and very far, ghosts with stagnant blood.
    I could not give them but the warmth of my smile,
    that never freezes, not even when I force it
    to wave at starboard.
    I was on my way to find the princess, who
    was predestined to be mine far in the kingdom
    of the Emperor White, the one who dies once a
    year in a chlorophylian drunkenness;
    I knew that my smile's flame was just a
    migrating votive light through the
    white thickets of the Princess White's soul.


    With a gladius I tailored a slice of sky.
    I ploughed it over night,
    I sowed thoughts in it
    tiny ...
    With drops of ambrosia I watered it
    and through the fingers' sieve
    I passed the cosmic dust.

    In the morning, exhausted, I descended
    on asphalt paths,
    bought a tram ticket,
    like everyone else,
    and signed in somewhere:
    John Doe.

    Who would have believed
    that I owned the earth?!

    The Poetry

    Splintered lightning
    In the circulation of dwarfed planets,
    Through the continent of dreamy trees,
    Through the gardens of electric lianas,
    Through the halls with blinding mirrors,
    Through corridors pulverized with thoughts,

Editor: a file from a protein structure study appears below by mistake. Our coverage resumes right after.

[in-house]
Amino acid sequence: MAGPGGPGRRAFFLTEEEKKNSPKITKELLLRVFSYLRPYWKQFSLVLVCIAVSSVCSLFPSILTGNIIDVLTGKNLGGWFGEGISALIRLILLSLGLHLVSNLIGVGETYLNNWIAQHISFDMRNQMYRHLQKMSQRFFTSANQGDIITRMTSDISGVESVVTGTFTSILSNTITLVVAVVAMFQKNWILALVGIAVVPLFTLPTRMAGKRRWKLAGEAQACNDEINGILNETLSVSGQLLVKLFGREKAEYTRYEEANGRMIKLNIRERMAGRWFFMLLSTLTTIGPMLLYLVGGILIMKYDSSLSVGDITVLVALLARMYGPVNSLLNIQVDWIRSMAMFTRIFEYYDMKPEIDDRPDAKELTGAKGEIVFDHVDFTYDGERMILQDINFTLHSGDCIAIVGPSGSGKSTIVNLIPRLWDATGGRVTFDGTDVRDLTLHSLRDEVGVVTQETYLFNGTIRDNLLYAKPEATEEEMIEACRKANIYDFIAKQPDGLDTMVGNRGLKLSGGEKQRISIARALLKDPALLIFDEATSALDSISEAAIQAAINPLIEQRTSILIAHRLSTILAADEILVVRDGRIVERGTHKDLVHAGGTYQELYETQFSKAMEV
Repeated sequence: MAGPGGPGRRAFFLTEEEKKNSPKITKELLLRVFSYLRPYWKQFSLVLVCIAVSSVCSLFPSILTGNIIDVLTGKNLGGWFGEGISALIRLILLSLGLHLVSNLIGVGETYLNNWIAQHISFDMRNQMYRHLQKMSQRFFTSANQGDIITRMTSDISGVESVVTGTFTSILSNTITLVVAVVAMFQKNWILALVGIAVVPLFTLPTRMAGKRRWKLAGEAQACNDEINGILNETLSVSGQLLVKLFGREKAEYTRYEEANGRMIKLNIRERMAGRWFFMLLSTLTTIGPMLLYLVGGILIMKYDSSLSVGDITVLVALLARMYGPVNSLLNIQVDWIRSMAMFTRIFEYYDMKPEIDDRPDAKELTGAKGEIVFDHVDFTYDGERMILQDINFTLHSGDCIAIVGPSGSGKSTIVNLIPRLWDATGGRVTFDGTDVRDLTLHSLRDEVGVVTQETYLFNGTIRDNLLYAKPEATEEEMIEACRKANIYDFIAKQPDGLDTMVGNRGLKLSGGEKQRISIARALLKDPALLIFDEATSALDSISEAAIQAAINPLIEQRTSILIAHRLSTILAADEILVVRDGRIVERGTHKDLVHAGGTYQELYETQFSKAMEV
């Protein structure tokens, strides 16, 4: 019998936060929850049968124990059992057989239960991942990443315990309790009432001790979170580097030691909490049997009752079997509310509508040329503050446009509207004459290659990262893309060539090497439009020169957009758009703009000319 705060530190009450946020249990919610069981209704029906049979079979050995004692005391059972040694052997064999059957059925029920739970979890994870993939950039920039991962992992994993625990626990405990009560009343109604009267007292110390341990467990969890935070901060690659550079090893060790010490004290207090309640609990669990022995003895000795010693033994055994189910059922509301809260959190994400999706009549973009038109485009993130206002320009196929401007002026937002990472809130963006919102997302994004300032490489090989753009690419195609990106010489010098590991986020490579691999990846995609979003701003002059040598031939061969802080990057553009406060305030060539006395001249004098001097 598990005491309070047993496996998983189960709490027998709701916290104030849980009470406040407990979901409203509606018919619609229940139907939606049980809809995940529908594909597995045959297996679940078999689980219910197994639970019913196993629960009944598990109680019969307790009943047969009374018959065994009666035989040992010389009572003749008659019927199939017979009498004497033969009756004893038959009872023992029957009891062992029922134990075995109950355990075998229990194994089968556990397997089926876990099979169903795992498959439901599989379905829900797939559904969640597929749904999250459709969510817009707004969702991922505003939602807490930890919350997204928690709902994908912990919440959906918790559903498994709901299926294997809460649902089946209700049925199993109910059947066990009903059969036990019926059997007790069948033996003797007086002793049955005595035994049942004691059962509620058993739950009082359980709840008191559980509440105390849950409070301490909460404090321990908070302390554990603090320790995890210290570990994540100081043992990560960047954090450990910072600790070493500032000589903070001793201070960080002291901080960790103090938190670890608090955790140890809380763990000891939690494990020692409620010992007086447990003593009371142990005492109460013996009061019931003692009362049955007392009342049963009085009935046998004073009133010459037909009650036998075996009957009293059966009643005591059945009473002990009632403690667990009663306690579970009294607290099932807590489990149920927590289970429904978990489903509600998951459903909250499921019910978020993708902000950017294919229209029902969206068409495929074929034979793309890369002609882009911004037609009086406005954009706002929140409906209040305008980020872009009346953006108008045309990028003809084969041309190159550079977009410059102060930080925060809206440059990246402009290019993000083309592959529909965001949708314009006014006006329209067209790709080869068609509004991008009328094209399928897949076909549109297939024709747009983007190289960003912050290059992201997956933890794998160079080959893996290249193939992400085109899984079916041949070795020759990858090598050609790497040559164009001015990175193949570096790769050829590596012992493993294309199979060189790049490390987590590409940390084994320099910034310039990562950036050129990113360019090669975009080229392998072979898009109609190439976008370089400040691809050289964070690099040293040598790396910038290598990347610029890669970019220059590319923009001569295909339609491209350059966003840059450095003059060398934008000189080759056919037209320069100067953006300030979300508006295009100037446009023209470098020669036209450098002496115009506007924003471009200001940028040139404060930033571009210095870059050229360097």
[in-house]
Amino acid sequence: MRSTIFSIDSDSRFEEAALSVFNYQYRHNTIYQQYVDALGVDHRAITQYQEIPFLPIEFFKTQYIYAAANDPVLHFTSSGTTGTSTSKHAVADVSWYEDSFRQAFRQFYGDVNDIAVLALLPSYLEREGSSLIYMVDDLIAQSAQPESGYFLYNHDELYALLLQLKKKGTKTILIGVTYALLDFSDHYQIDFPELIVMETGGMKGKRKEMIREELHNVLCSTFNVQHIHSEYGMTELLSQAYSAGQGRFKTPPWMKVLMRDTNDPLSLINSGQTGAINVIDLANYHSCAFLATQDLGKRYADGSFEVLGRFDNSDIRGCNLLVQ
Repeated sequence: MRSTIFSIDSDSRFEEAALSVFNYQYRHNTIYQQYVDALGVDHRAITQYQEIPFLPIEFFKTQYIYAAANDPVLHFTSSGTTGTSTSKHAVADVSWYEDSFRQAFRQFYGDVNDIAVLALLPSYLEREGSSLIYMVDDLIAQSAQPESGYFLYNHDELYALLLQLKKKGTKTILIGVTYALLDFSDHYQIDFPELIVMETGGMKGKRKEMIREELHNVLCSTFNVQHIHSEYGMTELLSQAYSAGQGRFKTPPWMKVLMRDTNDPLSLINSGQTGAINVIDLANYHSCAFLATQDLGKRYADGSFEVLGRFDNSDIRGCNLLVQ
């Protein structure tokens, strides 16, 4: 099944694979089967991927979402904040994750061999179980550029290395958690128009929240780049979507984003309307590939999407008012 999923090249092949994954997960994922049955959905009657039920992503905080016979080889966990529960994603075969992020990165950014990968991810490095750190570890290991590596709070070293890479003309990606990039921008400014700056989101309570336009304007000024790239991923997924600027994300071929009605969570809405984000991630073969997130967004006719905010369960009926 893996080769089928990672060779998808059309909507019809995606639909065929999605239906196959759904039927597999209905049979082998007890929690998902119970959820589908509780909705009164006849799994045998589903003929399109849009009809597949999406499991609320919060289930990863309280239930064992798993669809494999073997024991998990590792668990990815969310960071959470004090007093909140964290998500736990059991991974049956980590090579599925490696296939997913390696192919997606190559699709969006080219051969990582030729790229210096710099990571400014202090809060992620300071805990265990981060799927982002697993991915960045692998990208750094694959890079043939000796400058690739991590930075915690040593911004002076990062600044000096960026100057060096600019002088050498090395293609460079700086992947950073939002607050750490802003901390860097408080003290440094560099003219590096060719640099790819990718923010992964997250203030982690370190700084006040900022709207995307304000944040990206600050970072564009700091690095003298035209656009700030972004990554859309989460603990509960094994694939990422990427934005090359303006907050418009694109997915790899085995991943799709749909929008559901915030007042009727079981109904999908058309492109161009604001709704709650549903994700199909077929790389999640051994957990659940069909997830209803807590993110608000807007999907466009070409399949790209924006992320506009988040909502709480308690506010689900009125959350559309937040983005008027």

Through the secret chambers of memory
    Where could take place
    The general rehearsal of the fire
    That will carbonize the landscape.

    The Violet Snows

    The air doors barely moved
    Letting her pass in her walk
    on the harpsichord,
    scattering prints on an undulate,
    page of tranquility ...
    She leaves you with the ice of a kiss
    That started to burn during the colorful travels
    and unseen, she departs to join her sisters,
    who live in the cells of a fairy tale.
    And as they were quadruples, you mixed them up
    and loosing your way through a veil,
    within which you were supposed to find the path
    to the orange cube, you miss
    the little concert of the woods.
    It so happened that the cotton carriage already passed by
    and you went in search of it, though its servants could built
    you in alive;
    you ran far away, there where